Among a strong group of Guardians prospects, the 25-year-old righthander stands out. After a solid but unspectacular career at South Carolina, Morris made his pro debut in 2019 and showed improved bat-missing ability, although he struggled with command. After the canceled 2020 minor league season, Morris dealt with bad luck as a lat injury delayed the start of his 2021 until July 1. In his opening start, a rehab appearance with Cleveland’s Rookie-level Arizona Complex League affiliate, Morris went 4.1 innings and struck out 12 of the 16 batters he faced. He was subsequently promoted to Double-A Akron and delivered a 1.35 ERA with 29 strikeouts in 20 innings. With this success came an early August promotion to Triple-A Columbus, where it became clear Morris was pitching his way onto the Guardians 40-man roster. Officially added to the 40-man in November, Morris is now just a call away from the major leagues. Armed with a four-pitch mix led by a mid-90s fastball that generates whiffs, an easy plus changeup and a curveball that's effective versus righthanded hitters, Morris has all the ingredients of a major league starter. He added a cutter coming into 2021, but it’s a pitch that’s still used sparingly. With at least above-average feel for his arsenal and advanced sequencing, Morris may be the next major league starter to emerge from Cleveland’s pitching factory.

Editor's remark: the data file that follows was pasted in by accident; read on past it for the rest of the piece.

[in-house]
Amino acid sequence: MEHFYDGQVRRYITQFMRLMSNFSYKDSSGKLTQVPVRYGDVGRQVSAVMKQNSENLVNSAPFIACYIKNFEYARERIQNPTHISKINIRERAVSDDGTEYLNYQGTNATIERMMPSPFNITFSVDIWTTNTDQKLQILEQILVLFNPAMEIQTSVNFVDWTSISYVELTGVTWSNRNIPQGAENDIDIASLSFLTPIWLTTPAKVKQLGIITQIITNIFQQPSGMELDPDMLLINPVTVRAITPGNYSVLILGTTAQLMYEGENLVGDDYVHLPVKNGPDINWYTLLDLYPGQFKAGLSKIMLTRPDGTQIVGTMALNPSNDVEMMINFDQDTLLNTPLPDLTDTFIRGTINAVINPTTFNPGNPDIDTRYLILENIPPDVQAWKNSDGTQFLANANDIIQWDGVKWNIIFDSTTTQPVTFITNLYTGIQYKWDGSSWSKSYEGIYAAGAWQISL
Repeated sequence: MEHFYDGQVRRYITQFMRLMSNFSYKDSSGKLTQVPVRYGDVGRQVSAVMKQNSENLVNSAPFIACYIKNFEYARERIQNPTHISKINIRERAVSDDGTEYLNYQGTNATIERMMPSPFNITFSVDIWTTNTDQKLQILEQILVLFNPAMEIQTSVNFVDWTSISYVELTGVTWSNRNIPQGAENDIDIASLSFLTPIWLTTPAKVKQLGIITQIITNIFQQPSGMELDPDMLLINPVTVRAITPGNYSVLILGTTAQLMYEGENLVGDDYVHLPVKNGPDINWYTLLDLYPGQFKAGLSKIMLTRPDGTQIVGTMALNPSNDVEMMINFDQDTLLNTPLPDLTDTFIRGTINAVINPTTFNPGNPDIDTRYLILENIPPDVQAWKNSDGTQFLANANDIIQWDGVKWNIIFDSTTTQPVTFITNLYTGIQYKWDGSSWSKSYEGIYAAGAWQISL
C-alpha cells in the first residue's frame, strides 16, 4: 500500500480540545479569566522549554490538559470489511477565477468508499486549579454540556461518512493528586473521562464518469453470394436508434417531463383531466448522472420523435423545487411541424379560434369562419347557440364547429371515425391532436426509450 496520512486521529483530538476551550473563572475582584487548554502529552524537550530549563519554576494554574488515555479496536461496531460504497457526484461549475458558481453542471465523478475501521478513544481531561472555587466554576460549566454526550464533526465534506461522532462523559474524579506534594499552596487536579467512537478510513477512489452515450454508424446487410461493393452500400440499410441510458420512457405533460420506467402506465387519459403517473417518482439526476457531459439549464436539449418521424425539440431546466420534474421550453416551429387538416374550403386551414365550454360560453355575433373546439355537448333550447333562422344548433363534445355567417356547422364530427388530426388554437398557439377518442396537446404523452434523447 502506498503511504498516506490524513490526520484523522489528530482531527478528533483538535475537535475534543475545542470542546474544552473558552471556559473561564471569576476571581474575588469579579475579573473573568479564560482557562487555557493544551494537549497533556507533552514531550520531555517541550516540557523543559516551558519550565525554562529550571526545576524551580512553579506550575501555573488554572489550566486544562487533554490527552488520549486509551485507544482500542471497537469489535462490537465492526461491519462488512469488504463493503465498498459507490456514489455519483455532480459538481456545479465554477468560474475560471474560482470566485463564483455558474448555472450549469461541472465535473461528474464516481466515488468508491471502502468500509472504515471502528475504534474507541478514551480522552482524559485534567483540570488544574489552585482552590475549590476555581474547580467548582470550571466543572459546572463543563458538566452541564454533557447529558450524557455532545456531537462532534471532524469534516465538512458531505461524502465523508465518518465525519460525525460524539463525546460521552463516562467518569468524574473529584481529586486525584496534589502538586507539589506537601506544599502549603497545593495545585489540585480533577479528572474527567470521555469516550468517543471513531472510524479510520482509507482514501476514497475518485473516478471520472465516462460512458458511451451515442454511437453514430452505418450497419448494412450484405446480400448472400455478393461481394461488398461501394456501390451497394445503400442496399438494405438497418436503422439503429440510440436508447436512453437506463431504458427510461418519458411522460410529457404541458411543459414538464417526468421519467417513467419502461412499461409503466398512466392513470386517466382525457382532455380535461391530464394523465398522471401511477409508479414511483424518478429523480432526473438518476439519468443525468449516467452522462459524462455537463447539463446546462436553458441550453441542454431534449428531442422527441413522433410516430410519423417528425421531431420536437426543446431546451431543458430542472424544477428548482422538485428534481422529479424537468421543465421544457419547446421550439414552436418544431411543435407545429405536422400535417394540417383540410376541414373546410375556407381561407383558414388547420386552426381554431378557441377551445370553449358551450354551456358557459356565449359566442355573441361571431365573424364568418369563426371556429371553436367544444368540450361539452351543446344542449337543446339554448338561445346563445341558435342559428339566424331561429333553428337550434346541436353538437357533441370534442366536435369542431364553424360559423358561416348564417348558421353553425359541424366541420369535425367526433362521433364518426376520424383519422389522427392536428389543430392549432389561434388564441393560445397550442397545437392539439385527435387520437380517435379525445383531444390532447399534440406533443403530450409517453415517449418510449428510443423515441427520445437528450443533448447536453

Tobias Myers, RHP Guardians—You can read Morris’ intro and apply it here. There’s an element of trusting Cleveland’s pitching development, but how and when Myers was acquired cannot be ignored either. In the days leading up to the 40-man roster protection deadline, few thought the Guardians would acquire a player that would require immediate protection. However, Cleveland acquired Myers from the Rays in exchange for teenage infielder Junior Caminero and immediately added him to the 40-man on deadline day. Not only did they complicate their already present 40-man roster crunch, but they also sent the talented Caminero the other way. So, why did Cleveland go to such great lengths to acquire the righthander? Digging into Myers' data and pitch movement, he certainly fits a type the organization has valued in recent years.